Clay, the pressure is on the front which is braced by the bottom when you press down on a pump so the force is actually distributed over more area, not less. There's very little pressure peeling back unless you hit a rock or bottom which is rare off shore. I've ridden them a few times. We have no reports of blown boxes.

Dontsink

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A Barracuda ancestor:


exiled

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Looks like he was out there trolling for Cthulhu

SUPeter

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Thank you all for the great responses.  I will carefully experiment with a plate ( Carbon/Innegra) .  I agree with the comment that the cantilevered forces will be pressing down on the area forward of the boxes. I currently have 3 Carbon arrow shafts covered with carbon cloth , Innegra and glass in this area.  The boxes themselves are placed within a carbon box, with carbon skeleton and attached to the hull and deck with carbon tubes. I think I can get away with the the type of forces being applied.  If after experimentation I end up liking the setup, I will consider putting boxes in if needed.

surfcowboy

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Peter, one note. These adapters that we're using are 1/2" thick aluminum. So they are seriously beefy. Are you thinking you'll forge carbon or what? Not doubting just curious as you have really creative carbon skills.

PonoBill

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This does sound like an opportunity to use forged carbon, though it's simple enough and strong enough to make a laid-up carbon plate for a mast plate extension or just use 1/4" aluminum plate. I'd make the plate twice the length of the mast plate. Drill and countersink holes for two 8M screws with countersunk heads at the front of the plate to attach the front of the mast plate with the screws going up through the mast plate and attaching with nuts. It would be nice, but not necessary to use countersink washers to match the mast base holes. The rear holes in the mast base get attached to the tracks as usual through holes drilled in the plate, then the rear of the adapter plate attaches to the tracks as usual. A plate with the extension section as long as the tracks would be marginally stronger but wouldn't be adjustable unless you drill additional holes to use shorter sections of the plate.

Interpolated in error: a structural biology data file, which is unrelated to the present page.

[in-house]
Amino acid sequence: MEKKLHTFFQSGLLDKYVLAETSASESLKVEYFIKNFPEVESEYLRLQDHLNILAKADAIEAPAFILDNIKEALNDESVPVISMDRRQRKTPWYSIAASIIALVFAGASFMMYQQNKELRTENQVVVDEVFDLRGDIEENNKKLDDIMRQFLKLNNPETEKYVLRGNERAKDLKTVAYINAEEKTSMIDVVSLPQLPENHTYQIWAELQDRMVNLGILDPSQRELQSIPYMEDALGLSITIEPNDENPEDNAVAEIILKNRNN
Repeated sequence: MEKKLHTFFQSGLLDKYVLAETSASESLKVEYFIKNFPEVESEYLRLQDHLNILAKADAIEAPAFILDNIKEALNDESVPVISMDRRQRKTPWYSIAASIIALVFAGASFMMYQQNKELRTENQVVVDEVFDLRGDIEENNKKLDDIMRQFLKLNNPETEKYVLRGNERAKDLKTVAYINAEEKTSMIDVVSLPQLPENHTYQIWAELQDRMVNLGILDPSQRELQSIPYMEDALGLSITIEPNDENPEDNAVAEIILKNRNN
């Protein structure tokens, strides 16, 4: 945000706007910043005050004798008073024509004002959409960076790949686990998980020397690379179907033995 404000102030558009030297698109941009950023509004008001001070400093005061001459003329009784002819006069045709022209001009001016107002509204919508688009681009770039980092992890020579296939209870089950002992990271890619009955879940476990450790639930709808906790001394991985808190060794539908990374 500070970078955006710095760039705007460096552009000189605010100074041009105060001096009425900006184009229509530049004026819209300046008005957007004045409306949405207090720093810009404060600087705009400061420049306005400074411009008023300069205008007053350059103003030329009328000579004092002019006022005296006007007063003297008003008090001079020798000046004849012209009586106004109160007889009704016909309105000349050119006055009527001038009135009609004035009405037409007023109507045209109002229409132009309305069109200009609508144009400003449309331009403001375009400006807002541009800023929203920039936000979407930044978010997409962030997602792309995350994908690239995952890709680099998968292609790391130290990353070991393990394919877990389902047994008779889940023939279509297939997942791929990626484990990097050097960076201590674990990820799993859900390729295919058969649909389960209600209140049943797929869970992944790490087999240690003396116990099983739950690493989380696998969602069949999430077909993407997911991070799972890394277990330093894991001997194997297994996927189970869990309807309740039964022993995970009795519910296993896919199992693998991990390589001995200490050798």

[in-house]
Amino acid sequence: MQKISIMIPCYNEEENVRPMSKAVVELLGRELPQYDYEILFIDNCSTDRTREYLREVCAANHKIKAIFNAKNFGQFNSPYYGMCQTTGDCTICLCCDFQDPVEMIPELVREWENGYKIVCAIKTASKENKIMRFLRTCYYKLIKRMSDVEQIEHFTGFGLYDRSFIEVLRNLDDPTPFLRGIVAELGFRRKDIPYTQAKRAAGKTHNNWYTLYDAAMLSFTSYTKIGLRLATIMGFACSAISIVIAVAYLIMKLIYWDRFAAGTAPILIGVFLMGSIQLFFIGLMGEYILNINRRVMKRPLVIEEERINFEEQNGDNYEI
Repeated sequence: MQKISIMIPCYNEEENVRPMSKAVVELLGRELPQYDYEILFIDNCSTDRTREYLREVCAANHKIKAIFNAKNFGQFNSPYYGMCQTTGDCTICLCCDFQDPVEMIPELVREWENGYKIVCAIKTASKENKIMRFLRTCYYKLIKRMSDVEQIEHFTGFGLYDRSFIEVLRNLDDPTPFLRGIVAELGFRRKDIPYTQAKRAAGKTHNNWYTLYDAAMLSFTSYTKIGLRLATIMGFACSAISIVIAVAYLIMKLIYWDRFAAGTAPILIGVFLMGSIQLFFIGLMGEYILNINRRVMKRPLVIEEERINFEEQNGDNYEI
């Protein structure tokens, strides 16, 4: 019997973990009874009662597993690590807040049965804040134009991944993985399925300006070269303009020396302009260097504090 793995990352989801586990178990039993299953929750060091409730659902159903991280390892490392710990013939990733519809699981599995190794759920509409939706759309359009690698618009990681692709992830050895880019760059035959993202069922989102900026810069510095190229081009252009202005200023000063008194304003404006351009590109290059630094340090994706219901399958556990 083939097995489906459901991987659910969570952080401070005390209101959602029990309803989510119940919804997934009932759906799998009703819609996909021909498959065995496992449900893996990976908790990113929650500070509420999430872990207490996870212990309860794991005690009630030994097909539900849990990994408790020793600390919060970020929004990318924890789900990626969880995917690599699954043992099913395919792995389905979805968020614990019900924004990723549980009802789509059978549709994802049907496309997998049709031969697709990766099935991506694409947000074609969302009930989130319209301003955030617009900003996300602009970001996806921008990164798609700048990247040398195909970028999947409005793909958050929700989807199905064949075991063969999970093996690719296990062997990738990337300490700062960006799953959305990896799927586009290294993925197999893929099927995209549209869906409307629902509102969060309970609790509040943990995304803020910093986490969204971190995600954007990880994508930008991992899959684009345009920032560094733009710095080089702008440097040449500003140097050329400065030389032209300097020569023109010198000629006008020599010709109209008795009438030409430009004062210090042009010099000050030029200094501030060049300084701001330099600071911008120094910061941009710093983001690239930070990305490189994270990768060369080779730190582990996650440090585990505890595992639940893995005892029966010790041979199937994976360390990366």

It would work fine as long as the bottom of the board is strong enough to handle the pressure--most boards would be. And if you hit anything the result could be very ugly--or just a bent or shattered adapter plate. I wouldn't go much further than I wanted to belly crawl back from.

A more permanent solution is another track set or replacing the current track with the long chinook tracks. All this is fairly obvious, I'm just writing what I'm thinking to clarify how I'd build it for myself.
« Last Edit: August 11, 2022, 07:38:30 AM by PonoBill »
Foote 10'4X34", SIC 17.5 V1 hollow and an EPS one in Hood River. Foote 9'0" x 31", L41 8'8", 18' Speedboard, etc. etc.